The newly revised Section 150 of the sedition law was introduced in the Lok Sabha yesterday along with two other bills. The revamp in the criminal laws comes on the last day of the Monsoon Session of the Parliament. The bill is to be sent to a parliamentary panel for extensive discussion and approval.
Union Home minister Amit Shah announced a set of three new amendments on Friday which overhauls the current existing criminal law. Previously decreed ‘Sedition’ law under Section 124A of the Indian Penal Code has also gotten a revamp under Section 150. Amit Shah claims that the old Sedition Law in the IPC written during the colonial era has been “repealed”. He further explained that the repealment of this law further substantiates the 5 point agenda of the Prime Minister.
According to analysts, the Bharatiya Nyay Sanhita 2023, a proposed overriding of the IPC, has not “repealed” the Sedition Law, but just twitched the nomenclature and included a more comprehensive definition of the Law. While the old section 124A of the IPC claimed Sedition as an act that propagates “disaffection” towards the elected government of India, Section 150 now constitutes acts “endangering sovereignty, unity and integrity of India”.
Section 150 condemns “separatist and secessionist” activities which call for armed rebellion or incite any violence without using the prior words like “contempt” or “hatred”. This leaves the law makers and the citizens of the Country with ample space of conjecture and interpretation because this amendment does not associate or set precedent to the above said activities under any hindrance to public order or incitement to hatred and violence. The new Sedition law then enforces an all inclusive package of any/all free speech to be counted under a criminal offence without even specifying an appropriate reason for it, say officials.
The ambit and scope for penalisation is highly diversified now as anyone can be counted for inciting or “commiting to an act” of such kind. The law enforcement authorities can slap charges upon people without a due diligence given to the reason and causation of the activity. There already exists a constitutional provision to back up in enforcing this amendment. Article 19(2) postulates that the State can formulate any law to charge limitations on free speech which attempt to “endanger the sovereignty, unity and integrity of India”.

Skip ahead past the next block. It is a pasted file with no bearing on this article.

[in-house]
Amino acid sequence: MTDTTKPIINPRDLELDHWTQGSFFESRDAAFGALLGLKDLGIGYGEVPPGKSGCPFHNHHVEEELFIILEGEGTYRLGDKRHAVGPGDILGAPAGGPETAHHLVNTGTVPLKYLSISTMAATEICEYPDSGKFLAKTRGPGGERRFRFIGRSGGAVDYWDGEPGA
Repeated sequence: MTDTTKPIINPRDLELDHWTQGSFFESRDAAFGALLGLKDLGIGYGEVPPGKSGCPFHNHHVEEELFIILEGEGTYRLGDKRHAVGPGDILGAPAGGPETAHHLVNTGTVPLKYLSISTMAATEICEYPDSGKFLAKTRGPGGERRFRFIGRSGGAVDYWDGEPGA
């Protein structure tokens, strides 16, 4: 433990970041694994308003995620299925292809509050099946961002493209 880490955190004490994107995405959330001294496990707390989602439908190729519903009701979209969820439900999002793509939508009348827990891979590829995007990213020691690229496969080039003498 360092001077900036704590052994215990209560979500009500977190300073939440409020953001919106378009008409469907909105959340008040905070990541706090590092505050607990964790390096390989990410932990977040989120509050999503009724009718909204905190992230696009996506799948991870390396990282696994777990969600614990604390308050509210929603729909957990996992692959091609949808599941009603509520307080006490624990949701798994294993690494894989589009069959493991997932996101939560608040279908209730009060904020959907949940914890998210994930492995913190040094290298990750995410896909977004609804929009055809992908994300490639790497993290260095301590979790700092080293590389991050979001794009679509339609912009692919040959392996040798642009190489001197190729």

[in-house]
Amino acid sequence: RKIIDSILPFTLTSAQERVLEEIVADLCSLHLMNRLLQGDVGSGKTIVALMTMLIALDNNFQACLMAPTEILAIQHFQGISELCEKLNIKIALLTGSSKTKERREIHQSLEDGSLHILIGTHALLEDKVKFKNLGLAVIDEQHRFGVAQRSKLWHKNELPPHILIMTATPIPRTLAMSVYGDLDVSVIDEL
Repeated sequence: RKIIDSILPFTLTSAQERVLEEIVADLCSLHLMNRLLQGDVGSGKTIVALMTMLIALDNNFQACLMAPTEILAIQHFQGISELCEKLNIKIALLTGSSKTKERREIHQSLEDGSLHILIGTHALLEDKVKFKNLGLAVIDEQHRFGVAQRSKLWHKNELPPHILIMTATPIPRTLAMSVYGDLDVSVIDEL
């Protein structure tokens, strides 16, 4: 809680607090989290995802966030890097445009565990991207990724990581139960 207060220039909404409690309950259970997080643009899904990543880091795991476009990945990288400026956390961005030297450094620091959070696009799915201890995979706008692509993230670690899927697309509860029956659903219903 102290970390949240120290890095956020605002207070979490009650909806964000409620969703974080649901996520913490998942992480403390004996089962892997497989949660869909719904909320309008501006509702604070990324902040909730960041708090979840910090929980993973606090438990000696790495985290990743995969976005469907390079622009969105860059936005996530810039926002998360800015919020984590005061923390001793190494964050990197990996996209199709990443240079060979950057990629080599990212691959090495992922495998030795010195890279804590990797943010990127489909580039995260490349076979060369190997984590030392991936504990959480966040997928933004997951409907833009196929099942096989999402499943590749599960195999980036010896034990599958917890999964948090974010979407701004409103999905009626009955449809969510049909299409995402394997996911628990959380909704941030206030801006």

Alongside seeking a lawful refuge from the above mentioned Law, there is a significant change in the punishment under the law. In the current constitution, i.e. under Section 124A, a person found guilty of such activities will be punished with imprisonment for life or maximum three years, along with a fine which may/may not be levied upon the accused.
The new bill changes this punishment and reads as “…shall be punished with imprisonment for life or with imprisonment that may extend to seven years, and shall also be liable to pay a fine.” The new Sedition law also includes “financial means” and “electronic communication” as a part of all activities endangering the unity of India.
The increased jail term and essential penalty introduced under this law highlight the Central Government’s attempt to gain authority over any and all forms of expression. Experts also claim that anything from a book, drama or an act can be seditious as per the new law as it is not specified as to what endangers the sovereignty of India.
Colin Gonsalves, s Senior Advocate, attacked the government by saying that they are fooling the people and bluffing the citizens of the country. He said that the same law has been reintroduced under a different name and revised conditions which just soften the words but increase the jurisdiction.
In June, the Law Commission decided to retain the Sedition law– a colonial law introduced by the British to suppress Indian people by Law. It did ask the government to amend the Section 124A to bring more clarity and avoid any misunderstanding in the interpretation and implementation of such provisions. The officials question if this has actually been done. Is the Sedition Law repealed or just renewed?
The Supreme court is already swamped with petitions seeking the repeal and changes in the Section 124A because of the oppressive rules specified under the Sedition Law. Already a huge number of activists are serving jail time without even being given a fair trial.